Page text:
This was watched because it looked like a cheesy mix between a vampire movie & Cocoon and because John Saxon always adds a touch of class to a movie. The trailer was that kind of uninspiring middle-of-the-road schleppy that can sometimes be the snuggly sci-fi horror blanket you need.
Tag Archives: quality family time
Rawhead Rex (1986) isn’t terrible and that really annoys me.
There is a truth, often spoken uncontested, that Rawhead Rex is an utterly shitty film. Much like James Corden, it has become a byword for badly made, uninspired, and derivative trash. Thus, as a fan of all flavours of cinema (including the super-sour), I never bothered to track it down and only watched it because it was free, I had nothing specific to watch, and the algorithm spotlighted it for me. I was expecting a mild hate watch, and instead, I was just angry at all those who had pointlessly berated this perfectly acceptable film for internet points.
2149: The Aftermath (2016) is an interesting YA apoclaypse tale
Also known as ESC, Darwin, and Confinement, which are a fine collection of highly evocative titles, the trailer I saw for this appeared to be an attempt to cash in on Covid-19 fears, even though it was made a solid 6 years before The Pandemic kicked off. Which is a shame, as it’s far better than the kooky conspirasphere fable it was trying to pass itself off as. Then again, it’s a film that’s in a curious little world of its own so it’s not too surprising that they tried everything they could to market it.
As is the tradition, the final movie of 2022 put through the Trash or Treasure group watching was the Christmas-themed low-budget shonk-fest with the craziest premise that could be found. This time we were promised monster elves, Nazis, and some chap called Dan Haggerty. There was also the prospect of impressive hairdos, because it’s from the late 80s and that Ozone Layer wasn’t going to massacre itself.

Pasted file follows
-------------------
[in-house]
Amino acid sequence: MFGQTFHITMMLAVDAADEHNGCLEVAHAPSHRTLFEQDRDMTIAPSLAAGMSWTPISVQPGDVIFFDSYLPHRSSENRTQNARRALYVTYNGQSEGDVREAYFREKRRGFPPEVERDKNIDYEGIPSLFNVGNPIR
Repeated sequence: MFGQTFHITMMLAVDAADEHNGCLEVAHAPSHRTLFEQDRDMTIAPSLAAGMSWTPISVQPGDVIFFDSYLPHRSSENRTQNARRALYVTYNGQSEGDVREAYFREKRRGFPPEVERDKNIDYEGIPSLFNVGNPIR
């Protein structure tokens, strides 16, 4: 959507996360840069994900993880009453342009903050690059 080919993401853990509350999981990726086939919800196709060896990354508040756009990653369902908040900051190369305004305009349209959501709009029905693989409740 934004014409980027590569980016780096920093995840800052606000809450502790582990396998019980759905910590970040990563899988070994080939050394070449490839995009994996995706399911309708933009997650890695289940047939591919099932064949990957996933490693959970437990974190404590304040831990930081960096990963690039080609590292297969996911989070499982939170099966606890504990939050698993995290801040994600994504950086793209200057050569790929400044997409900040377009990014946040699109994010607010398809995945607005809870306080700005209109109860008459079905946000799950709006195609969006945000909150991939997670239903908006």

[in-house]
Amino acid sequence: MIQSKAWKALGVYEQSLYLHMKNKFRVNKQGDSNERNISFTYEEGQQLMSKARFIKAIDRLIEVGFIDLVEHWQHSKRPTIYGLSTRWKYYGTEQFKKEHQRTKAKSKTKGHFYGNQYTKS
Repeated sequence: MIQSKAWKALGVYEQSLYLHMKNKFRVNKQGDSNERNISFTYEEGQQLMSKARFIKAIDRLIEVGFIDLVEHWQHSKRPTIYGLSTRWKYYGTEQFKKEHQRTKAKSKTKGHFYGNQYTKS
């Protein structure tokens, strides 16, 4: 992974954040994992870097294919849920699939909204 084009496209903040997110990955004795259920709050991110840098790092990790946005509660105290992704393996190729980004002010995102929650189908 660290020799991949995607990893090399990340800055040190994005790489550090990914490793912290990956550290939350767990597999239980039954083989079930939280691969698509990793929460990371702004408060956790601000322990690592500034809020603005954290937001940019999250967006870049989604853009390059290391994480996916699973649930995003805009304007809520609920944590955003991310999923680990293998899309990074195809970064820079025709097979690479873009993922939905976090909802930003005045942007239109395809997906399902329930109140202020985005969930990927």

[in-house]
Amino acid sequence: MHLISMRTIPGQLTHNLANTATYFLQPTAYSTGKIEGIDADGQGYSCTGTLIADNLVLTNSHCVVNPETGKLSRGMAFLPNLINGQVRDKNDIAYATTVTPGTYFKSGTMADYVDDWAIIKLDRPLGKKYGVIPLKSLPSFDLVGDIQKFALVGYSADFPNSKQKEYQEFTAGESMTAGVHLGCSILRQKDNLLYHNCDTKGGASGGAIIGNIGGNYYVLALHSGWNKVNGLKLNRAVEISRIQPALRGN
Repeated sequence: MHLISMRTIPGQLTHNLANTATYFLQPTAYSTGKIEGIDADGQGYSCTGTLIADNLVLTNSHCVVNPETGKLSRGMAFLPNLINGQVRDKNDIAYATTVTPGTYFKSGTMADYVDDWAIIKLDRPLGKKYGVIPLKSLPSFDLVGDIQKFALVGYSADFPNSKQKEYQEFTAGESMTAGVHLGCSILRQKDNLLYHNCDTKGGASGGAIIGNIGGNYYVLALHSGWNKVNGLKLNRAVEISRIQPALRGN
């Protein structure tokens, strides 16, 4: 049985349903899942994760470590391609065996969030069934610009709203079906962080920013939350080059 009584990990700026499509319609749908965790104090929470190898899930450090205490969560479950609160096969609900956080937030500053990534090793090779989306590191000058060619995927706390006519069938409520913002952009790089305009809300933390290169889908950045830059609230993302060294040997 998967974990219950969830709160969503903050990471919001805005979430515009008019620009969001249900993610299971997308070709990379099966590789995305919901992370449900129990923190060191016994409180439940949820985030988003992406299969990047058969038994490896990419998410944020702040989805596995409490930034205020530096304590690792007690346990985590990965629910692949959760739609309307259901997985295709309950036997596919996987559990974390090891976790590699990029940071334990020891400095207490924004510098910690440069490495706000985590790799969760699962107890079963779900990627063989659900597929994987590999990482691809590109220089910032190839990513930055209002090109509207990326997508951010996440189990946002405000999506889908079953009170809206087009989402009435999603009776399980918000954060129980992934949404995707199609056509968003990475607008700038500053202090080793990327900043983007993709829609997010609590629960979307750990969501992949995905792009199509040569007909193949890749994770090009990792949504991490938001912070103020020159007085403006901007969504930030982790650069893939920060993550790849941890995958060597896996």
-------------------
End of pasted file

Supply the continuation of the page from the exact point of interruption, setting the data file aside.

Jack Frost 2: Revenge Of The Mutant Killer Snowman (2000)
Apparently, the title of this film was chosen as people kept on mistaking the original 1997 film by writer/director Michael Cooney for the 1998 Michael Keaton film also called Jack Frost. That was a touching romantic comedy, the one we’re interested in is a nonsense story about a killer snowman. Then again, both of the snowmen on the covers look sinister and I haven’t seen either of them so maybe they are as interchangeable as Hallmark movies. Continue reading
Violent Night (2022) is a must see classic.
The high-concept pitch for this is “Santa rescues a rich family from the clutches of armed criminals from the cut-and-weld version of Die Hard & Die Hard 2”. And if the recipient’s instant reaction wasn’t “KA-CHING£$!” they need to be fired. David Harbour is Santa McClane, and that covers half the bill by itself.
Santa’s Slay (2005)
Once again the nights are drawing in, the country is a death trap because it snowed for one day of snow, and Trash or Treasure is doing its annual Christmas Onslaught of seasonally themed exploitation movies. The first present out of the chimney is a 2005 “what if Santa was a psycho?” comedic effort from director and writer David Steiman, which stars Goldberg from back when he had just quit the WWE. It’s also got a sleigh drawn by a pissed-off buffalo, which has the cutest little nose.
The Last Case Of August T. Harrison (2015)
Renowned curmudgeon and author HP Lovecraft is dead and, unlike many other popular franchise creators in a similar situation, his works are in the public domain. It’s a mythos that you can have great fun with so writer/director Ansel Faraj decided to make a genre-bending movie based that asks two important questions: “what if Lovecraft wrote about things that are real” and “what is a father was coming to terms with his son being…. an artist!”
Australiens (2014) is bonzer, mate
It’s another micro-budget genre movie, this time rocking it at a tight $15,000 AUD (I’m not converting that into GBP, because by the time I’ve finished this review the figure will be horribly wrong) gathered by crowdfunding. It stars a gaggle of reasonably talented people, including writer Rita Artmann and writer/director Joe Bauer, and it has a bloody silly title as google keeps going “Did you mean Australians?”. It’s also funnier than Bouncer being drop-kicked by Skippy, and about as polite.
Xtro (1982) is… well, just watch it
When the credits start and you see the same name, in this case, Harry Bromley-Davenport, for the producer, director, writer, and composer roles it is traditional in psychotronic circles to brace yourself for impact. In the case of this sci-fi horror fever dream, it won’t do you any good, as its wanton disregard for explaining itself to the likes of its audience means you are just not going to be ready for this face-thumper.